How the Home Office Deduction Can Stop the Wasted Cost of Your Commute

Taxpayers don’t get to deduct the costs or mileage of driving to and from work. Those miles are called commuting miles and except in rare circumstances they’re not deductible. However, business owners who have a home office get to define their commute differently. If you have a home office, your commute is the walk from your kitchen into your home office at the start of your day. And your commute from work is the walk from your home office to your living room at the end of the day. What does this mean?

IRS regulations say the drive from your residence to your first stop at the beginning of your day and your drive from your last place of business to your residence are commutting miles and are not deductible. All business mileage in between your first and last business top are deductible. But if your residence is your first place of business then your deductible mileage starts when you leave, continues all day, and stops when you arrive back home.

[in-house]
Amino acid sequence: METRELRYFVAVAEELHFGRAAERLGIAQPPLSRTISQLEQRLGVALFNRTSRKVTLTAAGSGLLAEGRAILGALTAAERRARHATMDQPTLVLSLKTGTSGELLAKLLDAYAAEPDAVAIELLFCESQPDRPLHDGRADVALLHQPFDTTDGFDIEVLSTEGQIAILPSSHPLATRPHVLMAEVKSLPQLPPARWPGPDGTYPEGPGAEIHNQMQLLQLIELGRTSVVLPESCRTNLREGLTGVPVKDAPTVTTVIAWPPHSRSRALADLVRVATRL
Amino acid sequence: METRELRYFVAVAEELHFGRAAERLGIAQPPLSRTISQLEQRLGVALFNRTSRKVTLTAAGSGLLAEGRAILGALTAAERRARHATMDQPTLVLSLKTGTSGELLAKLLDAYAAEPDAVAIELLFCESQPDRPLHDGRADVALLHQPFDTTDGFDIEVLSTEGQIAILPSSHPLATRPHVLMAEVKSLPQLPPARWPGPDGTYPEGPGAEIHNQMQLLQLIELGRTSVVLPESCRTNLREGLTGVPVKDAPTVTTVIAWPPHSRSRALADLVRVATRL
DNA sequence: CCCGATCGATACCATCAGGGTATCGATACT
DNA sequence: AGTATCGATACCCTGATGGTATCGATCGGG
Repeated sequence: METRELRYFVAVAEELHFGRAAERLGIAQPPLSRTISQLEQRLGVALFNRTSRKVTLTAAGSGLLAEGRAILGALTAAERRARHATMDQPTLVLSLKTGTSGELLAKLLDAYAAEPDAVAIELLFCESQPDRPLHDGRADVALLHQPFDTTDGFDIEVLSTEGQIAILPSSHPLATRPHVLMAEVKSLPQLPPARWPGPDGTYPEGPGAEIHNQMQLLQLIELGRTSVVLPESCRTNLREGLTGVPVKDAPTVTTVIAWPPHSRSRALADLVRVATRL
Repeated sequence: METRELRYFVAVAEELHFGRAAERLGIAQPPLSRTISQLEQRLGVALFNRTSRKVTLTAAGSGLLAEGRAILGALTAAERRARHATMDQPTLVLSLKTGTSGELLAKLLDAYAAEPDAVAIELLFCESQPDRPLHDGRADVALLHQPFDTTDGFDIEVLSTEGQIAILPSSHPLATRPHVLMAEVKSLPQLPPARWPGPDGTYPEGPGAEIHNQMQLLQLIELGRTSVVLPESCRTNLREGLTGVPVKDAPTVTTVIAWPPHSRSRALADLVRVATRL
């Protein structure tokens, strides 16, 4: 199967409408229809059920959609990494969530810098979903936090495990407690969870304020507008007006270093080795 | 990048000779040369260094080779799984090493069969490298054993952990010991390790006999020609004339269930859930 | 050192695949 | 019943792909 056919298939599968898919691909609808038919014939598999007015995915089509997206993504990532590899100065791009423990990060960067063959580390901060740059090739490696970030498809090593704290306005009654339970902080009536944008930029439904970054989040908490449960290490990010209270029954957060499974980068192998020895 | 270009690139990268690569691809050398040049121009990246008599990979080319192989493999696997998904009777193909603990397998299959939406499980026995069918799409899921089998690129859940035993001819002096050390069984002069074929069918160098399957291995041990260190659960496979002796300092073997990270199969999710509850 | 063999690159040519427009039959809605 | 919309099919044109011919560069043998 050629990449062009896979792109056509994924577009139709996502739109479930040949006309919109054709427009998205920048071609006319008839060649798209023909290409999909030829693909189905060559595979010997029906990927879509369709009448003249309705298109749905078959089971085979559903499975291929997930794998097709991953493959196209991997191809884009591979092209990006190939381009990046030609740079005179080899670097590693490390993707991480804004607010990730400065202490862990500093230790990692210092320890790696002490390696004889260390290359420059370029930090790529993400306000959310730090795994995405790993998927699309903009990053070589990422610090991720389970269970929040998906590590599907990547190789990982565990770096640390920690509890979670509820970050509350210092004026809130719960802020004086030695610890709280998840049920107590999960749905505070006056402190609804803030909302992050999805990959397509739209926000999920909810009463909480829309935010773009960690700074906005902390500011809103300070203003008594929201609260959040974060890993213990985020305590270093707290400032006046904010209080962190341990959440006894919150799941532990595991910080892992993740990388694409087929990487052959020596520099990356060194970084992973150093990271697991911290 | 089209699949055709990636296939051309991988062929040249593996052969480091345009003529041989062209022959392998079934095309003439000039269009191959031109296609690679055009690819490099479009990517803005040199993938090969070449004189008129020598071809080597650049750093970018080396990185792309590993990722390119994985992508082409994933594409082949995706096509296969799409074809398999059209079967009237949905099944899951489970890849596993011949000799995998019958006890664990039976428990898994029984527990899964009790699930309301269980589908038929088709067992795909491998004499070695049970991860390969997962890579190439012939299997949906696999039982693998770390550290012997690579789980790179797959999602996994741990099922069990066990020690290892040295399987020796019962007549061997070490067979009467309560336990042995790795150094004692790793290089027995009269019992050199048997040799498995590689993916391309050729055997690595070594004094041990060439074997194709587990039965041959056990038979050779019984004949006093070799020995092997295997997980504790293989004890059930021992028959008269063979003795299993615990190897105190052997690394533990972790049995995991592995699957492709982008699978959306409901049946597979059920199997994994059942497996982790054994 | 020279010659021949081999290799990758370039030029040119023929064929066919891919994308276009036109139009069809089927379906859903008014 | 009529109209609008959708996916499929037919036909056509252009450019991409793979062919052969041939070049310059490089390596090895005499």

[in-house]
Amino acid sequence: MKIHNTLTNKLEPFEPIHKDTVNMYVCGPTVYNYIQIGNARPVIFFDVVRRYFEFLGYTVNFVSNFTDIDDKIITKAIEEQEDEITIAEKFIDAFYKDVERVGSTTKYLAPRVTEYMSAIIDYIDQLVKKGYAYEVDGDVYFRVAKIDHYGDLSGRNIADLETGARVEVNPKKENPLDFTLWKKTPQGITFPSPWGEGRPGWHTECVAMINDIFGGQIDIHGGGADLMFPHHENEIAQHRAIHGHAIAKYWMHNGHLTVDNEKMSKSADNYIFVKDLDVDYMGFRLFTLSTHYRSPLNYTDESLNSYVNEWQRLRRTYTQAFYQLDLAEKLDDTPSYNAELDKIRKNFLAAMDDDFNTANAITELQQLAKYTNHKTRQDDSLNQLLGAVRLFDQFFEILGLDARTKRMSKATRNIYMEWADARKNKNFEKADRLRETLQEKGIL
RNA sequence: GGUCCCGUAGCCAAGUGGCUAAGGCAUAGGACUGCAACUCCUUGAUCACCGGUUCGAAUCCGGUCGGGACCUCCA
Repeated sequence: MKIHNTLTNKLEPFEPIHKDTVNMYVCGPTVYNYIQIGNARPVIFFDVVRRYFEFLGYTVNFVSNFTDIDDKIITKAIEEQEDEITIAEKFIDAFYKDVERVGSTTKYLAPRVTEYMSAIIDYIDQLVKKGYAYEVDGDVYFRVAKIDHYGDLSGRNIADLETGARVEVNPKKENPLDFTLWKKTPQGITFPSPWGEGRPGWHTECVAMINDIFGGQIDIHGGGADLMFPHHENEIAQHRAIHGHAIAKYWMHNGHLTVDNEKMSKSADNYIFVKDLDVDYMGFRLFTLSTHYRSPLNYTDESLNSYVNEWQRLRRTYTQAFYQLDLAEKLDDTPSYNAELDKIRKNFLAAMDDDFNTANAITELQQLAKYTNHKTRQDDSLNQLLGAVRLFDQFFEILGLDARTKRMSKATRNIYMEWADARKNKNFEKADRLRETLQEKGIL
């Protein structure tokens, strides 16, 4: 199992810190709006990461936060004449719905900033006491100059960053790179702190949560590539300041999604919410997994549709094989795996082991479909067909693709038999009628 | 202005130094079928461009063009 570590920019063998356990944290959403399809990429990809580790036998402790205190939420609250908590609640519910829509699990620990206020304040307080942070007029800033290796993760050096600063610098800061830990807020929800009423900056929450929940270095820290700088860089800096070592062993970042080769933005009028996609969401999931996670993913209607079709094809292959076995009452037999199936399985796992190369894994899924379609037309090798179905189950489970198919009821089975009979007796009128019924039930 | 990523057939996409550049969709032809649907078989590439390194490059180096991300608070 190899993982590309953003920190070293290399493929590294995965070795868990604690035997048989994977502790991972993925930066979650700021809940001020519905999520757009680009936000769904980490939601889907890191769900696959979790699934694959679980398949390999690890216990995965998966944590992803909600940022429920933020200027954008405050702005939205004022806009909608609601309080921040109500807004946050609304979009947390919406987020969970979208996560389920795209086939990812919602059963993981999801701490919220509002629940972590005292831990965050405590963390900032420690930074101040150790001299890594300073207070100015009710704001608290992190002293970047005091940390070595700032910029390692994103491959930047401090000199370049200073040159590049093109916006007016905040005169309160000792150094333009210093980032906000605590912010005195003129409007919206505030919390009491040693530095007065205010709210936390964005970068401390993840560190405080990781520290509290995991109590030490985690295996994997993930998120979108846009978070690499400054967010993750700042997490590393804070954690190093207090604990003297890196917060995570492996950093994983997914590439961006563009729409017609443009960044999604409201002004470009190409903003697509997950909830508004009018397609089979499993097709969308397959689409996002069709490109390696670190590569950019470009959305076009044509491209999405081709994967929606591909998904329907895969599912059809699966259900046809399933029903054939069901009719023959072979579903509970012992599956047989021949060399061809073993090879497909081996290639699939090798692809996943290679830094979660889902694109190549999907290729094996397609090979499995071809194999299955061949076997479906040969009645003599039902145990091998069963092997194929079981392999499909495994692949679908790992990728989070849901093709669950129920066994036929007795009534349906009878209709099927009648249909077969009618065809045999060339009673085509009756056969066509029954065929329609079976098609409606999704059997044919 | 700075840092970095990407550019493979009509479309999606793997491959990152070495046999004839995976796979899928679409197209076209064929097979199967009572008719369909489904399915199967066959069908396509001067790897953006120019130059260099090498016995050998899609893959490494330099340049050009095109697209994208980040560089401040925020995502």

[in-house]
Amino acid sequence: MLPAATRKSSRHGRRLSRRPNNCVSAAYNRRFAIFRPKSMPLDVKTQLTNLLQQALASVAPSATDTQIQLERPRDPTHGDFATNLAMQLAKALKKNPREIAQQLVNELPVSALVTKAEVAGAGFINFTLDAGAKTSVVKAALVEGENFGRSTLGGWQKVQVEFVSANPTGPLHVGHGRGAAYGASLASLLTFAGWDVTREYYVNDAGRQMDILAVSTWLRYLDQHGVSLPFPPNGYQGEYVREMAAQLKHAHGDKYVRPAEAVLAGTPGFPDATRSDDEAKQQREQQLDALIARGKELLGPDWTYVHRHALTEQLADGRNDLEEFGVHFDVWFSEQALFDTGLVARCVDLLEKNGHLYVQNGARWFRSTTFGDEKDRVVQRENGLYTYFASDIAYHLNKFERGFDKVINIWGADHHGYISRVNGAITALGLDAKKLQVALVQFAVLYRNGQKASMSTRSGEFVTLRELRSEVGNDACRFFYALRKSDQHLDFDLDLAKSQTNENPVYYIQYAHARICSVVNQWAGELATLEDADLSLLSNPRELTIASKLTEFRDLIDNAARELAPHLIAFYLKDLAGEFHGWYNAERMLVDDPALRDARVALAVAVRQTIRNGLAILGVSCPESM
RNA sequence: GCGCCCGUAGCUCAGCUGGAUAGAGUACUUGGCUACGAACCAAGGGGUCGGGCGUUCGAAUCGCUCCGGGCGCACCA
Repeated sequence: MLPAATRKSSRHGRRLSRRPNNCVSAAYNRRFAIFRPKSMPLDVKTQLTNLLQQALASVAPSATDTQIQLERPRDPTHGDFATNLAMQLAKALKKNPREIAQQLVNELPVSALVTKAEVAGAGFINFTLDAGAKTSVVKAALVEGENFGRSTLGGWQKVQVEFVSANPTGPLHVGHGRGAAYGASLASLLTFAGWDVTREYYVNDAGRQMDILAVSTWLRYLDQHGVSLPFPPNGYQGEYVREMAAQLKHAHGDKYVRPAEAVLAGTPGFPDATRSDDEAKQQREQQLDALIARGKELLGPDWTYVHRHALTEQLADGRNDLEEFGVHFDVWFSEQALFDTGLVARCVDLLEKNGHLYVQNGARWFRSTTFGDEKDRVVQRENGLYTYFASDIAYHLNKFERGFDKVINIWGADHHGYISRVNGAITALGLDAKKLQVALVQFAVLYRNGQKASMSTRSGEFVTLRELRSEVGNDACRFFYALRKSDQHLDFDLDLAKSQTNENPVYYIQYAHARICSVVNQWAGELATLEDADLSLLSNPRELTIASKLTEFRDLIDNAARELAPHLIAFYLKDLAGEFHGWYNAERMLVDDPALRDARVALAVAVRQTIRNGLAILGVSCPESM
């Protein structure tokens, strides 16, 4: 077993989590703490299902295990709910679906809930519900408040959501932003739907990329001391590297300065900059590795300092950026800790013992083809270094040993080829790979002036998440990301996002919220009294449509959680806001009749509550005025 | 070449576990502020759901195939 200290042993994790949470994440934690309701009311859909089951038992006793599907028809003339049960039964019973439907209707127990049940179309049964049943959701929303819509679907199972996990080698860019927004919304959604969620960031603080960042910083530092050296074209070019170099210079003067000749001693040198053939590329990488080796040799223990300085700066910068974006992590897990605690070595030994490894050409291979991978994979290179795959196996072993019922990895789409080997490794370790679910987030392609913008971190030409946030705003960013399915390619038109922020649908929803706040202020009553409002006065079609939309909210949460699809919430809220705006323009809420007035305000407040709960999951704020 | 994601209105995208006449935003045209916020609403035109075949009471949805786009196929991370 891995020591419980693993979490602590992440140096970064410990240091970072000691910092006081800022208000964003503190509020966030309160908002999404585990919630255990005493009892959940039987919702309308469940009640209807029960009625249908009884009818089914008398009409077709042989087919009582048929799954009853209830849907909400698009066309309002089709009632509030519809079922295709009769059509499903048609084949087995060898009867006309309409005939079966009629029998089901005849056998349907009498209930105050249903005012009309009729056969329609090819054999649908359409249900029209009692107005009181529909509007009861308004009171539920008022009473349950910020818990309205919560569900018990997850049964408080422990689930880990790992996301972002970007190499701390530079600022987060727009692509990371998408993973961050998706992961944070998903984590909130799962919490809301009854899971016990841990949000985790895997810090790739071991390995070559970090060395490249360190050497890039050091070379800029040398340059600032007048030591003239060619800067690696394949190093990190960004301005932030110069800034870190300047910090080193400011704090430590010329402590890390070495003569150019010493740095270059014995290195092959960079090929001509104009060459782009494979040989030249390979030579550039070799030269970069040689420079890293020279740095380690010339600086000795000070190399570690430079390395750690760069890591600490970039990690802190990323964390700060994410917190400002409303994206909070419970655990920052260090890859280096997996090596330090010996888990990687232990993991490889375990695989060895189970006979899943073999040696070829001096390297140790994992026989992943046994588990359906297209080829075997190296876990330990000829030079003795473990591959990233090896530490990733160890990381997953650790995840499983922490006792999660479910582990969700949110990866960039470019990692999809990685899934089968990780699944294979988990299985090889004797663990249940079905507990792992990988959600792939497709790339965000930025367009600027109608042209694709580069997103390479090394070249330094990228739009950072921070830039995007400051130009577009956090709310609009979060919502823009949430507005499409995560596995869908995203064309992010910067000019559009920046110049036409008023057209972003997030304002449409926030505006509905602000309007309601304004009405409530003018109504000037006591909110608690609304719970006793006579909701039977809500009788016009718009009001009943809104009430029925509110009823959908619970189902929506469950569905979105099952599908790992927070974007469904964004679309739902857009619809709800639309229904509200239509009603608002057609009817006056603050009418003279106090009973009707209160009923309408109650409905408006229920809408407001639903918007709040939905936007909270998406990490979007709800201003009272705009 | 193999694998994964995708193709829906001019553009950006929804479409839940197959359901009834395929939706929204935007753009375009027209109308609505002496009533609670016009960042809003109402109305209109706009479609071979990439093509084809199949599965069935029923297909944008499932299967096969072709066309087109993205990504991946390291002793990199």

So, business owners who take the home office deduction get to claim all business miles starting when they leave their home and ending when they return. If those added miles total just 20 miles a day, that’s 5,000 miles a year or over a $2,700 tax deduction!

There are limitations. You must actually have a qualified home office. You cannot deduct rent for an office and claim the home office deduction as a business owner. There are some other requirements as well. However, the benefits can be substantial. Investigate if a home office deduction combined with the additional mileage deduction is a tax strategy that is right for your situation.